Prepare For High Inflation

Brent Pittman —  03/26/2013

Inflation. These words might give you the chills or just a blank stare, depending on your age. I was born in the late 70’s and don’t remember ever having to deal with high inflation rates. High inflation rates are harmful to the purchasing power of the individual consumer. If there is a 5% annual inflation rate, a $1.00 cup of coffee (I wish) would cost $1.05 the following year.


“The rate at which the general level of prices for goods and services is rising, and, subsequently, purchasing power is falling. Central banks attempt to stop severe inflation, along with severe deflation, in an attempt to keep the excessive growth of prices to a minimum.”- Investopedia

I believe my time of experiencing low inflation rates will be over soon and a new generation will once again learn how to deal with a high inflationary atmosphere.

Brief History of Inflation in the U.S. and Canada (for those who weren’t there)

In the 1970s the United States and Canada experienced a time of high inflation. It was characterized by gas shortages, high mortgage rates, rising prices, high unemployment, and social change.

Why? It wasn’t just high oil prices, but a poor monetary policy including increasing the national debt and lowering interest rates lead by Nixon and Fed Chairman Arthur Burns (The Great Inflation of the 1970s).

“OPEC got all the credit for what the U.S. had mainly done to itself.” WSJ (1986) via Investopedia

Measures of Inflation (nerd section)

There are different ways to measure inflation: Gross Domestic Product (GDP), Producer Price Index (PPI), Consumer Price Index (CPI), Employment Cost Index (ECI), and even more. The most common measures are generally GDP and CPI, though there is debate amongst economists as to which measure is the best indicator for inflation.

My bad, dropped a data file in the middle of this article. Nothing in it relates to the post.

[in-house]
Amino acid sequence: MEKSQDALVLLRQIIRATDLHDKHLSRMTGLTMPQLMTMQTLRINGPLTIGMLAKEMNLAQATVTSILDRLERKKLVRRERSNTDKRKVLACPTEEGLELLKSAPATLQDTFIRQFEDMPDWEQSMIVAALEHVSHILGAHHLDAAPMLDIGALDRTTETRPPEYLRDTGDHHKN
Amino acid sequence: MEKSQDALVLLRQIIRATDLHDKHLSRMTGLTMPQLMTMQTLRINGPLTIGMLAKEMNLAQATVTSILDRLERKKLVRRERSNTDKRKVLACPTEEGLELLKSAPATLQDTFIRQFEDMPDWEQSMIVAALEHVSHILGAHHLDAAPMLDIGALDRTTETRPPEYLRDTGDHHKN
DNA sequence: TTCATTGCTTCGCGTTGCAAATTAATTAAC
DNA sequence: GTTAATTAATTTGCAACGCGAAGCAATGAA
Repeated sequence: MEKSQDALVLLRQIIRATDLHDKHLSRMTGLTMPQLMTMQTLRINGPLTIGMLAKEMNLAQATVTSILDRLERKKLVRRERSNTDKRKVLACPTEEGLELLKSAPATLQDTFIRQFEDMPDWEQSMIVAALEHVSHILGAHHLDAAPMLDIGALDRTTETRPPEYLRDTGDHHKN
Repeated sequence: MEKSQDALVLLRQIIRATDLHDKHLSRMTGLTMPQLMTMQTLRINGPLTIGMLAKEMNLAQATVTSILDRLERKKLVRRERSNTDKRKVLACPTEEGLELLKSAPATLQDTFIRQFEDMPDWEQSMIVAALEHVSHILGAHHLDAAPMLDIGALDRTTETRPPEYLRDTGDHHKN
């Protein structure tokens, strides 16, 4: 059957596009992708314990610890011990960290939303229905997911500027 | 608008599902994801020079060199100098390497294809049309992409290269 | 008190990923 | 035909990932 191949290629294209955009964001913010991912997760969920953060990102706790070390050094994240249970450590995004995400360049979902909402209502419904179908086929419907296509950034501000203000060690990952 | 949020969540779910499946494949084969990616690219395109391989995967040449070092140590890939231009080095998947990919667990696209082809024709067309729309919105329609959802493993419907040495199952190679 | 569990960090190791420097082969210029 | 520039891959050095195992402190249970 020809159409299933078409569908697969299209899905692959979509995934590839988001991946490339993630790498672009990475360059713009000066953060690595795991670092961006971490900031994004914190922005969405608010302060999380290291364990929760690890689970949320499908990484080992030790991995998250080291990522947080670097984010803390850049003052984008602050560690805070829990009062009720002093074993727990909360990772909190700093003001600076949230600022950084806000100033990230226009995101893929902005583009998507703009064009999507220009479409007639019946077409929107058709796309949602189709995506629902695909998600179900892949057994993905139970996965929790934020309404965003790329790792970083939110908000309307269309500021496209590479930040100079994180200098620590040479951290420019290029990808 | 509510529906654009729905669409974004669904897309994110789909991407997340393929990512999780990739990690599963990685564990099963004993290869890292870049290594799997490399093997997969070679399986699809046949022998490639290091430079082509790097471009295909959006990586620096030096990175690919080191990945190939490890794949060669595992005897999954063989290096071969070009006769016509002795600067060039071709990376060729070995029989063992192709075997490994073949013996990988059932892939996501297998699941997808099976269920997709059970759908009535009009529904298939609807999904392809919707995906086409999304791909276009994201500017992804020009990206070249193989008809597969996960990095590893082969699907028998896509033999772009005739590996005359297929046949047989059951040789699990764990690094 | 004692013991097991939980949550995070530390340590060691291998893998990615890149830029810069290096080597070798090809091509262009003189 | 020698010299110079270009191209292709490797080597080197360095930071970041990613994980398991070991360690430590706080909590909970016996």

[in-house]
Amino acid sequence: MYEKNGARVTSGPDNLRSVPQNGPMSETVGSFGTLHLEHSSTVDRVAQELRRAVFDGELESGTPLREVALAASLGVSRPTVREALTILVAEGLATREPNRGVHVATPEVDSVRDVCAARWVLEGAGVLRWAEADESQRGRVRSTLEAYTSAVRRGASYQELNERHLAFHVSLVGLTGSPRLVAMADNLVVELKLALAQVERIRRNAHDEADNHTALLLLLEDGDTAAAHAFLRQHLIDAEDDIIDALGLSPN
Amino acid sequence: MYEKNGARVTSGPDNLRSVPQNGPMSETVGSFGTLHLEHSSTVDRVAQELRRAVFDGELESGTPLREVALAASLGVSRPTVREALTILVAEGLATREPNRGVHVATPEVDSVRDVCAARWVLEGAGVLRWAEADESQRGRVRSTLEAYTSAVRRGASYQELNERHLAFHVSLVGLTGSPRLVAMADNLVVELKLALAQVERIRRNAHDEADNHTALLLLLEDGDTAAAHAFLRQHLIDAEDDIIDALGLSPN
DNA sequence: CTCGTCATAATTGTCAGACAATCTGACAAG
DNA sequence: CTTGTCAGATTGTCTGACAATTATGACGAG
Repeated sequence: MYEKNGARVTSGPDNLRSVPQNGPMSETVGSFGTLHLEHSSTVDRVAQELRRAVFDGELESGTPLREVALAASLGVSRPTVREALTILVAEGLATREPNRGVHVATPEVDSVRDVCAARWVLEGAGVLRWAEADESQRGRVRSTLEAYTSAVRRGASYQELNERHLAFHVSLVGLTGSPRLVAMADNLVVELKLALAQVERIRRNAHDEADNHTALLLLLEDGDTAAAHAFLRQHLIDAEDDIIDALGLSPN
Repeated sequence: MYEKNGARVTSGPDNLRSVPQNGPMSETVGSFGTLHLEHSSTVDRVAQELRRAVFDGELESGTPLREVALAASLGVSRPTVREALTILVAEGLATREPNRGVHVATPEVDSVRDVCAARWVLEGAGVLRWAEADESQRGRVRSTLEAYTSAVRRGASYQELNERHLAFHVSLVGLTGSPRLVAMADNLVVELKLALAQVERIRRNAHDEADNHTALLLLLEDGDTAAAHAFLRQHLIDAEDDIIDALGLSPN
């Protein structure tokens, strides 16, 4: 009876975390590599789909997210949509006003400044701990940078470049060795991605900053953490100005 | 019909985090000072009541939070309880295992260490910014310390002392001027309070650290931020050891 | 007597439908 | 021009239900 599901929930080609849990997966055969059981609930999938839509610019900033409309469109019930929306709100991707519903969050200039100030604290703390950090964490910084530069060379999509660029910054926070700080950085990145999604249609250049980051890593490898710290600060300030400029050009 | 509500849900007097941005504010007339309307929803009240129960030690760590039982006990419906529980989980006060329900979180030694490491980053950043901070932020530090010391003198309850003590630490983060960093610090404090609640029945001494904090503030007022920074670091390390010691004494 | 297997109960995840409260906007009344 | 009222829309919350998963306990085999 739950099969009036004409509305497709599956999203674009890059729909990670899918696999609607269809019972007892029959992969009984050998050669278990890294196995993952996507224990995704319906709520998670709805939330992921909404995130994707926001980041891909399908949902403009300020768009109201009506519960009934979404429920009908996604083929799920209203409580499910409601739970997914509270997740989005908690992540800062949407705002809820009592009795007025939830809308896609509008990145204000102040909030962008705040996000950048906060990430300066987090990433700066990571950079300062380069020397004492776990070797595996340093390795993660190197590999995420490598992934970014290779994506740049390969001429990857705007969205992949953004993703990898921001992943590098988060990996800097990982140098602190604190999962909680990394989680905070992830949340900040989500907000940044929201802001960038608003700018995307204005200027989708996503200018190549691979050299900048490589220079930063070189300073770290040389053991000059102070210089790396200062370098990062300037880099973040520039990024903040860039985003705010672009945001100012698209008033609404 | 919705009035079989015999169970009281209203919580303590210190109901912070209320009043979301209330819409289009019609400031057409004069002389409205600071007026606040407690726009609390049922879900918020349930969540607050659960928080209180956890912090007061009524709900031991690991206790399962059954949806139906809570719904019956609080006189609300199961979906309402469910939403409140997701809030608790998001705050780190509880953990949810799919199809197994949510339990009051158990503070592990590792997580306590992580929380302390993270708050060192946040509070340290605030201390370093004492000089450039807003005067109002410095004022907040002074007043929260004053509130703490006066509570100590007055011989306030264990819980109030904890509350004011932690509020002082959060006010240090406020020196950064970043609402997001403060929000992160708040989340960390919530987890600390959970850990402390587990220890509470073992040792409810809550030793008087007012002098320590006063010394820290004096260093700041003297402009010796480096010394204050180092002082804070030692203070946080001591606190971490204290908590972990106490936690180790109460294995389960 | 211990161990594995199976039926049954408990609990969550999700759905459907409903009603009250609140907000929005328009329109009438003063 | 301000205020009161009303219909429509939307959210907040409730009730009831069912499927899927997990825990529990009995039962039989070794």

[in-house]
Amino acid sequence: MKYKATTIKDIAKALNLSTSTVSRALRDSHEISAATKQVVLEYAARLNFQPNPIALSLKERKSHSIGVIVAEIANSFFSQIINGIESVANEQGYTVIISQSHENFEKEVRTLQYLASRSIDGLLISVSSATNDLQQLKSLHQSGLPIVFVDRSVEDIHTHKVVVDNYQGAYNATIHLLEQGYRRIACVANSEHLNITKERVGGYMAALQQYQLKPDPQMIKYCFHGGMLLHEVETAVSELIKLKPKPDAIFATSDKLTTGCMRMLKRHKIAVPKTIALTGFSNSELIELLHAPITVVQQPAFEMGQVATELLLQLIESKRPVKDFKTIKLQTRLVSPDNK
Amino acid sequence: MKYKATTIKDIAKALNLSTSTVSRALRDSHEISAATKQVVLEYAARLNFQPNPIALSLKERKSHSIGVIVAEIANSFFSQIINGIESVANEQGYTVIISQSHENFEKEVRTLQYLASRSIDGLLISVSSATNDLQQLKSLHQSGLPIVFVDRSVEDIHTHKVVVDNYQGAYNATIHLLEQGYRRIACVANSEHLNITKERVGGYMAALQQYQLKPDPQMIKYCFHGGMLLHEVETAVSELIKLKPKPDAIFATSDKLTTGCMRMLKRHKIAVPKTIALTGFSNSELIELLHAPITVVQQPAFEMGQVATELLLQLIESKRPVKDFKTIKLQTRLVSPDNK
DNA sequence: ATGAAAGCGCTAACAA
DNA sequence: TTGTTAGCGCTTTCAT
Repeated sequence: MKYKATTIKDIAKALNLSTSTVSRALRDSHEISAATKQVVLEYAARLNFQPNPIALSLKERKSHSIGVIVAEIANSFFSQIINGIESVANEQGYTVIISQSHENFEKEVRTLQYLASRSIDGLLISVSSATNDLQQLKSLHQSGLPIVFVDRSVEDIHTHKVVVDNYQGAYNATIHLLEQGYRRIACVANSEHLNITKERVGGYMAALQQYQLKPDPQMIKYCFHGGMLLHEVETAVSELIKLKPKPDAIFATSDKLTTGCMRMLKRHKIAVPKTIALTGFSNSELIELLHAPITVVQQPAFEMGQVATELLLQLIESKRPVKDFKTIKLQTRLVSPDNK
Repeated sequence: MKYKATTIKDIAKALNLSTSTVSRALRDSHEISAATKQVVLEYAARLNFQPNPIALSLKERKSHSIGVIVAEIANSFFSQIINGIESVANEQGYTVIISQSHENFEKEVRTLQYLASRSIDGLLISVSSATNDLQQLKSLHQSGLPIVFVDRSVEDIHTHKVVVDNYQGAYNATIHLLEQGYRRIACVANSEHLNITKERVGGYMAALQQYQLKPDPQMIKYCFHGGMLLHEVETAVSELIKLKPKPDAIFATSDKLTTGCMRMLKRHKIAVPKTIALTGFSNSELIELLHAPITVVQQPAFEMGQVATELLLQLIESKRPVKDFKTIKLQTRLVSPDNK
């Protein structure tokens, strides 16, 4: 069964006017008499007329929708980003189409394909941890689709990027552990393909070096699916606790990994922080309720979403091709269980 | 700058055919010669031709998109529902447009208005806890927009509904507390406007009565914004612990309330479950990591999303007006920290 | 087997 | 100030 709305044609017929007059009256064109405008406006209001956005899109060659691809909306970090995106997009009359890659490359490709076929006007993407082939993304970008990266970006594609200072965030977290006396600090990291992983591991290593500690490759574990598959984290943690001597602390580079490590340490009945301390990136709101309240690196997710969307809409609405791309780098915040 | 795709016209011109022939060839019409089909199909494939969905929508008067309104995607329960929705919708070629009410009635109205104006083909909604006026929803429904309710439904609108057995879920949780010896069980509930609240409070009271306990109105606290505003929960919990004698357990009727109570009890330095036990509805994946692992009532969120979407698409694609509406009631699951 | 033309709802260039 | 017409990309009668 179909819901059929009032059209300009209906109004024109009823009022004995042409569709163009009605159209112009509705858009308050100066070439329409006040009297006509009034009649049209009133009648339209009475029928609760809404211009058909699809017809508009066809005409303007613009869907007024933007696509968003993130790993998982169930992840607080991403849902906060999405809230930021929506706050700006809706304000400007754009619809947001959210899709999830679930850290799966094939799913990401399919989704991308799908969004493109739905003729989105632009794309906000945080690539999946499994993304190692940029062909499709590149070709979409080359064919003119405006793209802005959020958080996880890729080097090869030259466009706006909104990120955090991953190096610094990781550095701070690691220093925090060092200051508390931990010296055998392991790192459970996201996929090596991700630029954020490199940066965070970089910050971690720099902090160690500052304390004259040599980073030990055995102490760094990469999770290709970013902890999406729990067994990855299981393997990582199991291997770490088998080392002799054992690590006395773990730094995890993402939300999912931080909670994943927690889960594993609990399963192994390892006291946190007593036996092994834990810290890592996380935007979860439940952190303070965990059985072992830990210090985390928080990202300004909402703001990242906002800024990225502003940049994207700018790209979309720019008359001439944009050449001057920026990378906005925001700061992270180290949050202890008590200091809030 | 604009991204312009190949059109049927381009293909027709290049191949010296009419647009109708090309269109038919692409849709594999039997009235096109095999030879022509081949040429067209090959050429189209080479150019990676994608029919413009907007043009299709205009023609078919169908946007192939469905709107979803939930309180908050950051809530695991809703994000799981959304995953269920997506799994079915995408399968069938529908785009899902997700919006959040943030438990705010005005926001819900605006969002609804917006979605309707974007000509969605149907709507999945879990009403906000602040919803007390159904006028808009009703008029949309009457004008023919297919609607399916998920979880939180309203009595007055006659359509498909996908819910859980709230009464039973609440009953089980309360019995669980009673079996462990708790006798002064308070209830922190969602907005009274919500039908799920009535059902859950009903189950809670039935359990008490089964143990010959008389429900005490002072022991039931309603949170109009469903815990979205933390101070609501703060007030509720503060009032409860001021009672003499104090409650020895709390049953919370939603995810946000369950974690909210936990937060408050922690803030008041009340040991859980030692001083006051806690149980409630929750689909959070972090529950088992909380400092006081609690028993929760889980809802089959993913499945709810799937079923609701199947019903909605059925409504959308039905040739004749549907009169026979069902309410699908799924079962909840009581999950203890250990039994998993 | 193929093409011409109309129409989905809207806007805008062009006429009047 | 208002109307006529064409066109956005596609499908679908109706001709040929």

CPI Index from 1914-2012 – These numbers are slightly higher than GDP.

Inflation by GDP: (U.S. and Canada) 

High inflation not only effects the U.S., but the whole world market.

Prepare for High Inflation

1. Fix Your Rates- If you have variable interest rates on your credit cards, mortgages, student loans, or private loans–NOW is the time to transfer to fixed interest rates. In a high interest economy variable rates will keep rising, thus increasing your interest and lengthening your time in debt.

2. Cash Reserves- Keep a good stash of cash of cash as your buying power will decrease with inflation. Start with an emergency fund and then grow from there. Check out this cool Inflation Calculator to see how your buying power changes. For fun plug in the numbers for the last car you bought.

3. Buy a House- Interest rates for mortgages are currently at historic rates and will rise quickly. Houses will increase in value as inflation rises, so in a sense you ride the wave of inflation with your largest asset. High interest rates could lock you out of the market, so plan on purchasing sooner than later if you are on the fence.

4. Consider rental property (if you are out of debt and financially stable) and Real Estate Investment Trusts (REIT) for protection against inflation.